Friday, July 7, 2017


In connection with research I did on roses in writing about the Latin poem De Rosis Nascentibus, I decided to change my translation of Sappho 2.  I now have its second stanza as follows (the underlined clause is the one I changed):

In here comes cool water, babbling through the branches of
pomegranate trees, rose petals scattered all over the sacred ground, shimmering leaves casting a spell

The reason for my change relates to (1) the fact that wild roses bloom only once a year and then only briefly before dropping their petals (which when freshly fallen remain fragrant and can be harvested to make, inter alia, perfume as well as rosary beads) and (2) the fact that the word Sappho uses for 'ground' came to have a special meaning in Plato's Timaeus and there seems no reason to doubt Sappho had such a special sense in mind here given the overall mood of S. 2.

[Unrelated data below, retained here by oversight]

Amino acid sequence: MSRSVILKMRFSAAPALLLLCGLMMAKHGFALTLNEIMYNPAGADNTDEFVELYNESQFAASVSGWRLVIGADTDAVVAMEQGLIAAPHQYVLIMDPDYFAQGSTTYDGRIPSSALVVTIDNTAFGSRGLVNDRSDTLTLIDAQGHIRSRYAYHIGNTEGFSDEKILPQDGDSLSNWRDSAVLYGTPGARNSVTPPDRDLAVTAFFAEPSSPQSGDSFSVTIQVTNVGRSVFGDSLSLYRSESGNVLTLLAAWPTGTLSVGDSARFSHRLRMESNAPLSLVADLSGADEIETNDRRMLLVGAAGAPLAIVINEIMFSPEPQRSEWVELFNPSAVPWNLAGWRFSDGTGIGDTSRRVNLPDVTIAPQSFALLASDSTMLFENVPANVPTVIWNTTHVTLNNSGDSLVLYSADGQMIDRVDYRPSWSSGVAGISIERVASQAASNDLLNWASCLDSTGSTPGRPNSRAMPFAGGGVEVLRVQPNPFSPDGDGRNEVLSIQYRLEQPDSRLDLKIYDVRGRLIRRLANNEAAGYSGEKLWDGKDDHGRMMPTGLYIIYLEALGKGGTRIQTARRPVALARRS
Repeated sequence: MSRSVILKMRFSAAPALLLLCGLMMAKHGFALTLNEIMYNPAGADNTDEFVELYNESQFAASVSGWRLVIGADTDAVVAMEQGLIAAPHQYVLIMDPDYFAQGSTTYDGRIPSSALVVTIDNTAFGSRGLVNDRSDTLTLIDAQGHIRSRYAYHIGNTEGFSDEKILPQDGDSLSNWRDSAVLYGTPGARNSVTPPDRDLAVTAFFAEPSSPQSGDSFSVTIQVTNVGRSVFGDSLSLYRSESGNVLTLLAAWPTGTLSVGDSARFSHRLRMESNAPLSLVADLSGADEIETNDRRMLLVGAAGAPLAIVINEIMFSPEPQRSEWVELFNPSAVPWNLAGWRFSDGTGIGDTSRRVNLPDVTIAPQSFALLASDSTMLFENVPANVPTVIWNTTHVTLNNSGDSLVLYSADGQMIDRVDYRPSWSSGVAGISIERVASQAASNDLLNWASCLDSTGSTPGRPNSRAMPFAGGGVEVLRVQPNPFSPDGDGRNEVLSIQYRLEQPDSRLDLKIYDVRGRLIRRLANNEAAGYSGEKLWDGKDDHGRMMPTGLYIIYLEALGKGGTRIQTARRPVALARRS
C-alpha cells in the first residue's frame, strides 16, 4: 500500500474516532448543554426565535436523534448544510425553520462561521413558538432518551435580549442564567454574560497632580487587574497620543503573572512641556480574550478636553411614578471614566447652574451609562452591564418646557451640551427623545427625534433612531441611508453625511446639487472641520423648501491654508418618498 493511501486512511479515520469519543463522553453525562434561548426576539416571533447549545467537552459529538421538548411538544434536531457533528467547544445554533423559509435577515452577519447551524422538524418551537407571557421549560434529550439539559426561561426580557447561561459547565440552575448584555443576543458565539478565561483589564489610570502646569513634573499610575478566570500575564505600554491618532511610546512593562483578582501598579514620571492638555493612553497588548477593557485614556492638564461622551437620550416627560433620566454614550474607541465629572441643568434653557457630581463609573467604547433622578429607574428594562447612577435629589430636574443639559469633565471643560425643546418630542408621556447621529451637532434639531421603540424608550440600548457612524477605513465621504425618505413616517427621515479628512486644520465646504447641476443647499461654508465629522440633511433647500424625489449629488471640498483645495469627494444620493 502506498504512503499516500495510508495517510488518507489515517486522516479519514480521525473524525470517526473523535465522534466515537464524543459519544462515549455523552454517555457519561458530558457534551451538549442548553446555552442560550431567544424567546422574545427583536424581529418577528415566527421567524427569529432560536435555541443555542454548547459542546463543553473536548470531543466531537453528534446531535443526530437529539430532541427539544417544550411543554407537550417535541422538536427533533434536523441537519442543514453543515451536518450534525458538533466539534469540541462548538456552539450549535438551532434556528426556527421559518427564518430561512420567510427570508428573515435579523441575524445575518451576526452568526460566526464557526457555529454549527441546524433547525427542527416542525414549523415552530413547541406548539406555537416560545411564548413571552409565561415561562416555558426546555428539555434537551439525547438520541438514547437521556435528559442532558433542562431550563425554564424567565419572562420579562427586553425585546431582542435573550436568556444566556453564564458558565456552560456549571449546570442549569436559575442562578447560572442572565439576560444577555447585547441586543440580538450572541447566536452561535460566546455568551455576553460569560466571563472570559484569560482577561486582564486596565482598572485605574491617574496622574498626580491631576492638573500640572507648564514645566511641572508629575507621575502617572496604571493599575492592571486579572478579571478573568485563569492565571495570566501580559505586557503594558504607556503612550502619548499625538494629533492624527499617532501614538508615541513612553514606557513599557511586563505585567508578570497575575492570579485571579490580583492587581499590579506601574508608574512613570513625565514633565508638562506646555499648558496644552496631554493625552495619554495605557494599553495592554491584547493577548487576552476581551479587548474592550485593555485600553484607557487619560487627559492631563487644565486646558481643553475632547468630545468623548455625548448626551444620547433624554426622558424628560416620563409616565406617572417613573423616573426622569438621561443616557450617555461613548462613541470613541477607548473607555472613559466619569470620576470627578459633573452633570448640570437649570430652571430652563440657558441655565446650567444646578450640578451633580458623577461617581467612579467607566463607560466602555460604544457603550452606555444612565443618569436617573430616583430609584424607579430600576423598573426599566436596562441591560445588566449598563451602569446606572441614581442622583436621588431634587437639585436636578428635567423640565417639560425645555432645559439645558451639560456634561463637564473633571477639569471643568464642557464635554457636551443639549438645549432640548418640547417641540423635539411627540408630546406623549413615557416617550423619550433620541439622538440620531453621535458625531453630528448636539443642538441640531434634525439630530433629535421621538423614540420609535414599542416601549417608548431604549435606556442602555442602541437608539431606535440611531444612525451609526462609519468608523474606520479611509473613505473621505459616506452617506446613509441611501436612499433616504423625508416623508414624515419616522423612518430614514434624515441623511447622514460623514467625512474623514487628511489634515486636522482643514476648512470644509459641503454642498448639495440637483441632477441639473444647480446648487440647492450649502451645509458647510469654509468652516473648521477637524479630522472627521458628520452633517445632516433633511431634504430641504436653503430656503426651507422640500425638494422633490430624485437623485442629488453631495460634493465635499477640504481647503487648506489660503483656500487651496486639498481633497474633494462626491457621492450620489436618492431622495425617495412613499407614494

Here is the link to my interpretive essay on De Rosis Nascentibus --which remains a work in progress and probably will be revised based on comments I receive on it.

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